Behavior change couple donates $250,000 to maintain excellence at URI's Cancer Prevention Research Center
KINGSTON, R.I. –March 18, 2008—James and Janice Prochaska have spent their careers helping people change. However, there is one area where the couple is resistant to change. Both want to see the University of Rhode Island’s Cancer Prevention Research Center, which Jim directs, maintain its stellar programming under strong leadership in the future.
To make sure that happens, the Prochaskas have pledged $250,000 to URI’s Making A Difference campaign to establish the Prochaska Cancer Prevention Research Center Leadership Endowment. Additionally, the couple’s gift is a challenge grant, which means they will match other donations to the endowment dollar-for-dollar.
Robert Beagle, vice president for advancement who worked with the Prochaskas on their endowment notes that such gifts from faculty and friends can set the stage for more campus community support. “Jim and Jan are highly regarded well -liked professionals,” says Beagle. “Others will see the commitment and the affection that the Prochaskas have for URI and will be motivated to give. Private support for renowned areas like our behavior change programming is essential.”
Glen Kerkian, president of the URI Foundation, which manages the university’s fundraising activities and investments, adds: “Gifts like this one, and in particular, the commitment and devotion the Prochaskas have demonstrated, reflect the high value alumni, faculty and friends alike have placed on supporting the university and maintaining and enhancing its competitive edge. The generosity of this couple will most definitely secure positive long-term results for both the Cancer Prevention Research Center and the university at large.”
The primary purpose of the endowment is to help the University attract a nationally recognized director for the Center when Jim steps down and to provide support for graduate students who study and work in the Center. Many of those students have gone on to make major contributions to enhance health.
Jim, a professor of clinical and health psychology, is one of the world’s most respected health psychologists who developed a revolutionary stage model of behavior change at URI called the Transtheoretical Model of Behavior Change. The model has been applied to more than 50 behaviors and is the most cited model in health behavior change.
Major causes of diseases such as cancer, diabetes, and heart disease result from behaviors like smoking, sedentary lifestyles, unhealthy diets, substance abuse, and stress. In fact, diseases resulting from these behaviors account for more than 60 percent of health care costs.
URI’s model –developed from more than 30 years of research, more than $70 million of funded grants, and more than 120,000 participants -- understands that change is not an event, but a process. The five-stage model --precontemplation, contemplation, preparation, action, and maintenance--targets each person’s stage and then guides him or her through the stages of change.
When asked if he planned to retire, Jim responded with a smile: “I’m in the precontemplation stage.” Precontemplation is the stage in which people are not intending to take action in the foreseeable future. “That doesn’t mean I’m not ready to turn over leadership of the CPRC to a younger person.”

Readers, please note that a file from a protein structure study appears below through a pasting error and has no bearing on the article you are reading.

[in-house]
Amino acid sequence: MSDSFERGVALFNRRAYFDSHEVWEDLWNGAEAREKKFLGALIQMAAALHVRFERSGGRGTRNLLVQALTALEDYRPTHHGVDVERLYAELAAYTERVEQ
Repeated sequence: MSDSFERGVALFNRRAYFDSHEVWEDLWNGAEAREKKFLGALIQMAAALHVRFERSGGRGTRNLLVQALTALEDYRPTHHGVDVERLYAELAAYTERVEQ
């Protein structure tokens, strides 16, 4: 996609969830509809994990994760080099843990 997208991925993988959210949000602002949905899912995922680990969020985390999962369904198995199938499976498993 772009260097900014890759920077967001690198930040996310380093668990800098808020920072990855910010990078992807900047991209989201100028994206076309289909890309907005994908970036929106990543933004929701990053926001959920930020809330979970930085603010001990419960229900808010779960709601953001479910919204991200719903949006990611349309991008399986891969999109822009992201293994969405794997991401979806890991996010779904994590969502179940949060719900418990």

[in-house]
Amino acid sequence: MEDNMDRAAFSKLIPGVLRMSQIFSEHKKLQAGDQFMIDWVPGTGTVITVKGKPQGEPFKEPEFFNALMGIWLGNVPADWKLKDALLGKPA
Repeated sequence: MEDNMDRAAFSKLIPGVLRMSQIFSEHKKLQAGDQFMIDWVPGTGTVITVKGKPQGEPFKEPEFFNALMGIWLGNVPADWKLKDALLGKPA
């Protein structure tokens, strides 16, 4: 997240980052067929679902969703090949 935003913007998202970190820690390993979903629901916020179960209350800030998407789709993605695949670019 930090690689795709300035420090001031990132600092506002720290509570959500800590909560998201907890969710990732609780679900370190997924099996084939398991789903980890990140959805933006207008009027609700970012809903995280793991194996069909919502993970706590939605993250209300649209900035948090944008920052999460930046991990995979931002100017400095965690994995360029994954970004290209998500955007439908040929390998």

Jim was the first psychologist to win a Medal of Honor for Clinical Research from the American Cancer Society. He is a recipient of an Innovator’s Award from the Robert Wood Johnson Foundation, and was named one of the Top Five Most Cited Authors in Psychology from the American Psychological Society.
Jan Prochaska is president and CEO of Pro-Change Behavior Systems, Inc., an 11-year-old privately held research and product development company located on campus. Pro-Change expands the stage change model by developing and delivering innovative programs for dissemination partners. Pro-Change has developed numerous programs including domestic violence prevention, stress management, weight management, medication adherence, becoming a proactive health consumer, readiness for adoption, bullying prevention, obesity prevention, and organizational change. The company employs 20 staff members of which seven are doctoral level psychologists and two are doctoral candidates. All but one of the Ph.D’s are or will be URI graduates.
Other higher education institutions, especially Ivy League schools, have tried to lure Prochaska with generous offers. He has refused them all.
“I’ve always believed in public education,” he says. “Both Jan and I were the first in our families to go to college. Our fathers worked in factories.”
The couple met in the band room of Fordson High School in Dearborn, Mich. He was a football player, she a majorette. They have two children; one is an astrophysicist and the other a clinical health psychologist.
The couple visited URI before Jim joined URI’s Psychology Department. “Just like with Jan, it was love at first sight,” Jim says. “The University is small enough to be appreciated and big enough to have wonderful collaborators. And the University has always encouraged entrepreneurship.”
URI's Making A Difference Campaign seeks $100 million to recruit and retain outstanding faculty, enhance the student-centered campus experience, provide undergraduate scholarships and graduate fellowships, and fund cutting-edge academic and research initiatives. Anyone wishing to respond to the Prochaska challenge should contact Tom Zorabedian, associate dean, College of Arts and Sciences, at 401-874-2853 or firstname.lastname@example.org. For more information on the campaign, click www.urifoundation.org.